Turkey Bacon: How Healthy Is It Really?
Calorie- and fat-conscious eaters may opt for turkey bacon as a healthier alternative to the traditional kind. But this substitute is also high in fat and sodium and offers few other benefits.
By: Laura Jeffers, MEd, RD, LD
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Some calorie- and fat-conscious eaters choose turkey bacon as a healthy alternative to the pork variety that traditionally graces breakfast tables. But, this substitute is still high in saturated fat and sodium and doesn’t carry as many health benefits as many believe.
In fact, opting for turkey bacon as the “healthier” choice can have a negative impact on your health.
Believing it’s the better option, you may eat too much. I tell my patients to limit bacon products – including turkey bacon – to less than one serving per week in their diet.
Pork bacon comes from the belly of a pig. Turkey bacon is dark and light meat turkey seasoned like bacon and pressed into bacon form.
Protein: Each 2-ounce serving of pork or turkey bacon has roughly the same amount of protein. Pork bacon offers 20 grams per serving. Turkey bacon provides 17 grams.
Calories: Turkey bacon contains fewer calories than pork bacon, but the difference per 2-ounce serving is small – 218 vs. 268 calories.
Fat: The overall fat content in turkey bacon is significantly lower than pork bacon – 14 grams vs. 22 grams. The level of saturated fat is still high, however, with 4 grams vs. 8 grams, respectively. High saturated fat content contributes to heart disease.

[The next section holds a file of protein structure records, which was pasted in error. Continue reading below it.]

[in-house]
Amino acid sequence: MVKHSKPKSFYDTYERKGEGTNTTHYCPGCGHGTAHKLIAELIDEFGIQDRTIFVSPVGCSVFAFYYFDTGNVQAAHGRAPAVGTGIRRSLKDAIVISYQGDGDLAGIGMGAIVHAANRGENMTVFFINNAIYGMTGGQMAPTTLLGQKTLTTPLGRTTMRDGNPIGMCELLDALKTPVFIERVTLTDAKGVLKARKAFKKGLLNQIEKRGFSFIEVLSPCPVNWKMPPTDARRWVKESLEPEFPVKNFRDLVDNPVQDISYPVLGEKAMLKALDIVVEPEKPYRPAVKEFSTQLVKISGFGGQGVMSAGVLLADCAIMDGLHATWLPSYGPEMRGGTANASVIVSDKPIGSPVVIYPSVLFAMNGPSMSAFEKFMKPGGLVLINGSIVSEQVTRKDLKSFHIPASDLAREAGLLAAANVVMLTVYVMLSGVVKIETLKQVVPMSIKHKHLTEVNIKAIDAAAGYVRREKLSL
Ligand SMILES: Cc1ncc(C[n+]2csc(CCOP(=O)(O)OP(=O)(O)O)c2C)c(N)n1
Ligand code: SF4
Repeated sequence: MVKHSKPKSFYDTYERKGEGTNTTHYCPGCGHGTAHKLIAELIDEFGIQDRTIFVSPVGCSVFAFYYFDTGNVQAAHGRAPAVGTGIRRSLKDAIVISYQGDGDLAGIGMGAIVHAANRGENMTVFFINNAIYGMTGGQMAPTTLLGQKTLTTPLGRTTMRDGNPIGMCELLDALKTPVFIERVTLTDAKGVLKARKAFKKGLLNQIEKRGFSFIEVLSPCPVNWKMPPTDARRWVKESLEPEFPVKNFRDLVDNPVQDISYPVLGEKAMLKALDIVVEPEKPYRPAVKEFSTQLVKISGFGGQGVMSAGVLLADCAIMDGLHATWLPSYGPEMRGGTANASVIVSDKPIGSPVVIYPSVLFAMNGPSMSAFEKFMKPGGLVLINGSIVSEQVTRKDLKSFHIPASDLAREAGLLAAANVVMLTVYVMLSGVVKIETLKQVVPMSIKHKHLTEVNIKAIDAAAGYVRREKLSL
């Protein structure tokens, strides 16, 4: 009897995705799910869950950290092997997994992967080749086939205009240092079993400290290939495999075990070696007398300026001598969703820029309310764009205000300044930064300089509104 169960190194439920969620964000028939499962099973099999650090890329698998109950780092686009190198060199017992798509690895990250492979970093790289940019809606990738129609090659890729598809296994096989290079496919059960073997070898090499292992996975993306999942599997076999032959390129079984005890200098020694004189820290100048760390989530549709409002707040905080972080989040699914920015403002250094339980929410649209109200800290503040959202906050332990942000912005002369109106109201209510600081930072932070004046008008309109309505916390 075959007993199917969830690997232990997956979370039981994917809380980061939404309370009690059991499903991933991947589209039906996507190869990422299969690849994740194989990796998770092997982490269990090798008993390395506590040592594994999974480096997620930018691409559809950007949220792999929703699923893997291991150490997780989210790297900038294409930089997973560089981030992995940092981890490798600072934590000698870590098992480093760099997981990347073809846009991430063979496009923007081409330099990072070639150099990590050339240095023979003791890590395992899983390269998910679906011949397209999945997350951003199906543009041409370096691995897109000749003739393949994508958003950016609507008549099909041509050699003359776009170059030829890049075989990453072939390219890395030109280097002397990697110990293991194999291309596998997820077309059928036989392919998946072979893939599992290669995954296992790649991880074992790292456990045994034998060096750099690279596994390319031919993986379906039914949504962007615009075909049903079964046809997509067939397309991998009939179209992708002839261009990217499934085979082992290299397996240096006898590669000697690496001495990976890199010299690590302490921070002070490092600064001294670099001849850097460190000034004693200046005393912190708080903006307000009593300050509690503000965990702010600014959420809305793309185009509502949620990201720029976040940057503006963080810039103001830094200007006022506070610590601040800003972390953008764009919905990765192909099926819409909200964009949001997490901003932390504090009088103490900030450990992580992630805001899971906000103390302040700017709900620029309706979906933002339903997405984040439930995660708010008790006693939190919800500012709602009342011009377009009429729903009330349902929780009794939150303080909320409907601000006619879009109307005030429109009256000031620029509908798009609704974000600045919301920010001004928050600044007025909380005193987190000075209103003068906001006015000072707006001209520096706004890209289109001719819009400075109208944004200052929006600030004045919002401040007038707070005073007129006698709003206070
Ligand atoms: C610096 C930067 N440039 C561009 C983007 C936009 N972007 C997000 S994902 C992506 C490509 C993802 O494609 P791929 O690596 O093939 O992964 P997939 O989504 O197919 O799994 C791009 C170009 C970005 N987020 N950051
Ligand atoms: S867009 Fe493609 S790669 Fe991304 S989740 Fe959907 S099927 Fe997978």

Sodium: If you don’t select reduced-sodium bacon, just a few slices can max out your daily recommended intake of salt – less than 1,500 milligrams according to the American Heart Association. Two ounces of turkey bacon has more than 1,900 milligrams of sodium. The same amount of pork bacon contains roughly 1,300 milligrams. In addition to increasing your risk of heart disease, high sodium intake raises the likelihood of kidney stones.
Vitamins: Turkey and pork bacon both provide vitamin B complex nutrients, but pork bacon offers more. Pork also contains more selenium, a mineral that activates certain proteins associated with preventing cancer. Turkey and pork bacon contain roughly the same amount of zinc, which helps control gene activity.
If you choose turkey bacon, follow these tips for the healthiest outcome:
With any food that claims to be healthier, it’s important to be armed with the facts. Portions are always an important consideration as well as the nutritional details.